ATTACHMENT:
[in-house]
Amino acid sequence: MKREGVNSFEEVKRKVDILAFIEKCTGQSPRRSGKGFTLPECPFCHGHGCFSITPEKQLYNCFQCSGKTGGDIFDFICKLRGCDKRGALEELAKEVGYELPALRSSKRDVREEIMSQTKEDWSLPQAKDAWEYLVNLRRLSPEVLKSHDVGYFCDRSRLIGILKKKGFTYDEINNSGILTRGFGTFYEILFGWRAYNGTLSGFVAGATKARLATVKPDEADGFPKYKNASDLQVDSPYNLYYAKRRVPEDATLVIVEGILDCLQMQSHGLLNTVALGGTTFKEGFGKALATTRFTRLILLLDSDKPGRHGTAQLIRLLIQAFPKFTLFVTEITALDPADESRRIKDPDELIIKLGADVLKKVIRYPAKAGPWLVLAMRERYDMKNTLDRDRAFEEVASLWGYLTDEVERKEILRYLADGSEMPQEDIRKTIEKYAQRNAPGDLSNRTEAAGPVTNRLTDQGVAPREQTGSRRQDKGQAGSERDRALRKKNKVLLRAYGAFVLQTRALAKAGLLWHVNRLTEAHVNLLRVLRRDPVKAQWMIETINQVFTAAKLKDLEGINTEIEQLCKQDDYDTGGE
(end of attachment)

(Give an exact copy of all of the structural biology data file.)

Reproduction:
[in-house]
Amino acid sequence: MKREGVNSFEEVKRKVDILAFIEKCTGQSPRRSGKGFTLPECPFCHGHGCFSITPEKQLYNCFQCSGKTGGDIFDFICKLRGCDKRGALEELAKEVGYELPALRSSKRDVREEIMSQTKEDWSLPQAKDAWEYLVNLRRLSPEVLKSHDVGYFCDRSRLIGILKKKGFTYDEINNSGILTRGFGTFYEILFGWRAYNGTLSGFVAGATKARLATVKPDEADGFPKYKNASDLQVDSPYNLYYAKRRVPEDATLVIVEGILDCLQMQSHGLLNTVALGGTTFKEGFGKALATTRFTRLILLLDSDKPGRHGTAQLIRLLIQAFPKFTLFVTEITALDPADESRRIKDPDELIIKLGADVLKKVIRYPAKAGPWLVLAMRERYDMKNTLDRDRAFEEVASLWGYLTDEVERKEILRYLADGSEMPQEDIRKTIEKYAQRNAPGDLSNRTEAAGPVTNRLTDQGVAPREQTGSRRQDKGQAGSERDRALRKKNKVLLRAYGAFVLQTRALAKAGLLWHVNRLTEAHVNLLRVLRRDPVKAQWMIETINQVFTAAKLKDLEGINTEIEQLCKQDDYDTGGE